You don’t even have to attend a HAAM meeting contribute to this program! Donations to the current Charity of the Month may be made using the Donate button on this website (just add a note about what the money is for). You can also browse our list of past charities for a cause you’d like to support and donate directly via that organization’s own website.
Book of the Month: Can believers change their minds?
One of the most frequent questions that we get asked about our Outreach program is whether the effort is worth it; i.e. does anyone ever change their mind?
Of course, the main goal of our Outreach program isn’t to ‘deconvert’ believers. Major reasons for setting up the booth are 1) to let closeted atheists know that they are not alone and that there is a supportive community of non-believers out there for them; 2) to promote reason and critical thinking; and 3) to clear up misconceptions about atheism and Humanism, and let believers know that it is possible to be good without a god.
But yes, we do also engage in discussion, and sometimes debate, with believers. Why bother? Does it ever make a difference, or are we just wasting our time and energy? Aren’t most fundamentalists too committed to their beliefs – or just too stupid – to see reason?
The answer to that is an emphatic NO. Even staunch fundamentalists can change their minds. All it takes is the right question or comment to spark someone’s curiosity, or plant a seed of doubt, and start them on the path to reason. Of course, change doesn’t happen instantly; and often it occurs, not in the believer participating in the discussion, but in a bystander listening to the conversation.
If you have difficulty believing that this is possible, then you really need to read Seth Andrews‘ book Deconverted – a journey from religion to reason. Seth is the guy who created the Thinking Atheist online community, YouTube channel, and weekly podcasts. He knows what it’s like to grow up in a fundamentalist Christian home, live in a Christian community, attend a private Christian school, and work in a Christian-based business – because he did all of these. This short book, which relates the personal ‘testimony’ of his exit from religiosity in his late 30’s, will vanquish any notions you might have that religious people are too ‘stupid’ to be reasoned out of their irrational beliefs.
Deconverted is an easy read; Seth writes in the same folksy style that he uses in his speeches and podcasts. (Check out the book trailer.) He clearly explains the triggers that planted the first seeds of his doubt in his mind, and where those led him. If you also left conservative Christianity, then you’ll relate to much of what he describes. If you didn’t, and you have a hard time understanding how people can hold such ridiculous beliefs, then you’ll gain insight from reading his story.
Bonus: If you enjoy the book, you can hear Seth discussing it, and his experiences, on his podcast here.
All our library books and DVD’s are free to borrow for paid HAAM members.
Visit our library page if you would like to borrow this book.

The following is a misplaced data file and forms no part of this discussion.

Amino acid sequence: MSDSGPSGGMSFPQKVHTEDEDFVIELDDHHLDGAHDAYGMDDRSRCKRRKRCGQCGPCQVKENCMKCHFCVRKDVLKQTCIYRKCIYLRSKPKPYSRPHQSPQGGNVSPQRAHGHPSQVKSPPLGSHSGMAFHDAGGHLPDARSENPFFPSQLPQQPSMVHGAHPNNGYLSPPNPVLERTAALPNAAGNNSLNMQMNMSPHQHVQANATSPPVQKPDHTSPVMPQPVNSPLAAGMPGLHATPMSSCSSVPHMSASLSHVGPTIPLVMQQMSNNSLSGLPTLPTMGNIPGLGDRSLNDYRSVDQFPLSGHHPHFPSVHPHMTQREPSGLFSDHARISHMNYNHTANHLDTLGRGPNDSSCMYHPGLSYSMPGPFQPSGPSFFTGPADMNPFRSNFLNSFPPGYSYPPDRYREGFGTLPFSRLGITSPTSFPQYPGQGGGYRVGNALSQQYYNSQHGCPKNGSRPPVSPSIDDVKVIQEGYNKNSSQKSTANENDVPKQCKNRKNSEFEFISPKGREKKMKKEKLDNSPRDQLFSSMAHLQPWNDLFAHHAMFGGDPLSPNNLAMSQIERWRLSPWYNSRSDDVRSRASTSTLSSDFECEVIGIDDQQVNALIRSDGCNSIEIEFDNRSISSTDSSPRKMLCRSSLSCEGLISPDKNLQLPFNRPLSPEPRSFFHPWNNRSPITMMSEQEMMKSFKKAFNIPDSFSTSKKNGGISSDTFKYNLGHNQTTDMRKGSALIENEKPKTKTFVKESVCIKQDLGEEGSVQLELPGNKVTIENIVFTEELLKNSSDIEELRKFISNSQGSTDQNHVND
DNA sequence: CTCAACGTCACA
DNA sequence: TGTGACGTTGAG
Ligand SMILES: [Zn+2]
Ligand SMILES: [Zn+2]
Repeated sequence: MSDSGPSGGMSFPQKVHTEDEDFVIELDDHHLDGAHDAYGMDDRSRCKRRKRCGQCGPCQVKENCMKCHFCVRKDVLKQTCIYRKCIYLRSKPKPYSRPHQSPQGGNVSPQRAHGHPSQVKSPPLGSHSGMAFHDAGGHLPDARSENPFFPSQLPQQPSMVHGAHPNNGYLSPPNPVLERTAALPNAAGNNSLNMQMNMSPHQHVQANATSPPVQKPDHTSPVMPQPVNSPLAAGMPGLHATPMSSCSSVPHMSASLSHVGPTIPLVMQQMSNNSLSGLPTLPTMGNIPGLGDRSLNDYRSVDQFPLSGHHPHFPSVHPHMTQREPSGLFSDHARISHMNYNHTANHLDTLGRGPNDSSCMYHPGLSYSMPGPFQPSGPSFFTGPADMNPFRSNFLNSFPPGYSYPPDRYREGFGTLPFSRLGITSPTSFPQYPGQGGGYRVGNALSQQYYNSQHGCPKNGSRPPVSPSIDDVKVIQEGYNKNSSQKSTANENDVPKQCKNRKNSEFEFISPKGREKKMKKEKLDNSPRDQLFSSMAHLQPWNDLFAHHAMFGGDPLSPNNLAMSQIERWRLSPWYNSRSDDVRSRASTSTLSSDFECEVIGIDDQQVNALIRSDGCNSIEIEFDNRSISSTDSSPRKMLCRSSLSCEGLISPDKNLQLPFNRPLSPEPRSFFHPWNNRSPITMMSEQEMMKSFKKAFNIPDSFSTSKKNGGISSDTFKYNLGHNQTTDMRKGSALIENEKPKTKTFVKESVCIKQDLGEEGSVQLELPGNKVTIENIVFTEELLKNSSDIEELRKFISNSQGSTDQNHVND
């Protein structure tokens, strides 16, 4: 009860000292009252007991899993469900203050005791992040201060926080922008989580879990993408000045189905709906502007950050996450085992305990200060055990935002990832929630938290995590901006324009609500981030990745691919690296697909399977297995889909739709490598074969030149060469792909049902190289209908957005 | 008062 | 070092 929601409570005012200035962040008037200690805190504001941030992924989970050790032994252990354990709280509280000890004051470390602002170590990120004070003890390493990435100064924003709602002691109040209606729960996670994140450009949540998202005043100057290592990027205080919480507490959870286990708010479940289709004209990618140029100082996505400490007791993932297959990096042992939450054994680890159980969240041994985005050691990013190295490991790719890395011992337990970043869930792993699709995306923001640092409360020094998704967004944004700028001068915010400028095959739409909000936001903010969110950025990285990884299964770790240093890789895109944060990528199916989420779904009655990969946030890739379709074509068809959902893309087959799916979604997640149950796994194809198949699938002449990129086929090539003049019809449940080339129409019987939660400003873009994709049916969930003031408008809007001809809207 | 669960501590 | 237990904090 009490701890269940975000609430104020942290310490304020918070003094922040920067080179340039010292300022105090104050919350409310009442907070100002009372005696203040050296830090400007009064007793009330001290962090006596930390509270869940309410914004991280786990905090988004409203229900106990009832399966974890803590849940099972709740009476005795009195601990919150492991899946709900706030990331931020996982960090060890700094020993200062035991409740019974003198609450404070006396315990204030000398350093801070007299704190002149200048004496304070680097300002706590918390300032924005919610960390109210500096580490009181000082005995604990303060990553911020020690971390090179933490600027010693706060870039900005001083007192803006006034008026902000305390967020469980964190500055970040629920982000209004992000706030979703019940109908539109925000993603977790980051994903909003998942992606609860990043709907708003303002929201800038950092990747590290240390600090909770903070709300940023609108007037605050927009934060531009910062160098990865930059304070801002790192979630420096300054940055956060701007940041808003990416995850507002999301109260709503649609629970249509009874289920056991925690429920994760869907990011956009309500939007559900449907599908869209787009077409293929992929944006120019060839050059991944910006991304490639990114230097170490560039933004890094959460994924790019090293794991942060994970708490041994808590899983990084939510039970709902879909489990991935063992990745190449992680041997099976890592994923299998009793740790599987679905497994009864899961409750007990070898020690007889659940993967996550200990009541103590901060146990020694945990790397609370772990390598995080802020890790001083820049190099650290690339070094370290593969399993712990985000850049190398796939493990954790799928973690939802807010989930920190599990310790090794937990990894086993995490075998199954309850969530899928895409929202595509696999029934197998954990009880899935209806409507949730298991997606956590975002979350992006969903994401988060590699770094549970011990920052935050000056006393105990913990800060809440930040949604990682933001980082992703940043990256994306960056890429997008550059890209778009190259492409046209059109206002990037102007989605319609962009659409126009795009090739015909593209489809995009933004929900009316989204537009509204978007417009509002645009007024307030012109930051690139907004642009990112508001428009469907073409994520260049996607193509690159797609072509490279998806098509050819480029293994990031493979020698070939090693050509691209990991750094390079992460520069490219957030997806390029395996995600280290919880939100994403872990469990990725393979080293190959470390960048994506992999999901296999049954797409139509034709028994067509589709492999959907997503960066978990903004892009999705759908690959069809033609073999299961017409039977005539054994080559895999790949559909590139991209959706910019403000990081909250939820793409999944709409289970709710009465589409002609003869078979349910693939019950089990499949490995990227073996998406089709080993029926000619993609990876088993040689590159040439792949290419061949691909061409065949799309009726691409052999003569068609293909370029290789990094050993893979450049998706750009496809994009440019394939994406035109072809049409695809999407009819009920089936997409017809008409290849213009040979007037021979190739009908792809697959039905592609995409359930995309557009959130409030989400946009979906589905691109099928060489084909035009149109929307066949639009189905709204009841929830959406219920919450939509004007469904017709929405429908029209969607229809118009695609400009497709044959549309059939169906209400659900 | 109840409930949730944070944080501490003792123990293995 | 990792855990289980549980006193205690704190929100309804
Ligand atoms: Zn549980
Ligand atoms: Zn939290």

Share your story
Many of our members were once religious – even very religious. How they ended up leaving all that behind and finding Humanism can be a fascinating (but sometimes difficult and sad) story.
We all have our own story to tell. Sharing our stories with each other helps create community with those who have had similar experiences and fosters understanding from those who had different experiences. It helps us all realize that we are not alone. Telling our stories publicly also helps clear up some of the misconceptions that people have about atheists.
What experiences shape your story?
– Did you grow up in a religious environment (family and/or community)?
– If you were once a ‘true believer’, what triggered your first spark of doubt?
– If you left religion, when and how did you do it?
– What impact (if any) does your lack of belief have on your family relationships and friendships?
– As a non-believer, where do you turn for guidance, support, and comfort?
– What led you to become involved with HAAM?
Some of our members have already told their stories on our website. We would love to add yours to add to those already there. You can remain anonymous if you wish. (In fact, it is particularly helpful to hear the stories of people who are not ‘out’, because it lets others in the same situation realize that they are not alone. Feel free to alter or omit any identifying details and concentrate on relating your experiences and feelings. You may wish to include an explanation of why you cannot be ‘out’.
Remember, You are Not Alone
Submit your story to email@example.com
All enquiries and submissions will be kept strictly confidential unless permission is given for publication.
Last chance to complete our venue survey!
Thanks to everyone who responded to the very brief survey about our meeting venue. We will be reviewing everyone’s responses and suggestions at our next executive meeting.
If you still didn’t get around to completing it, the survey will be open until the long weekend (August 6th).
We need input from as many members as possible!
Click here to respond to the Venue Survey!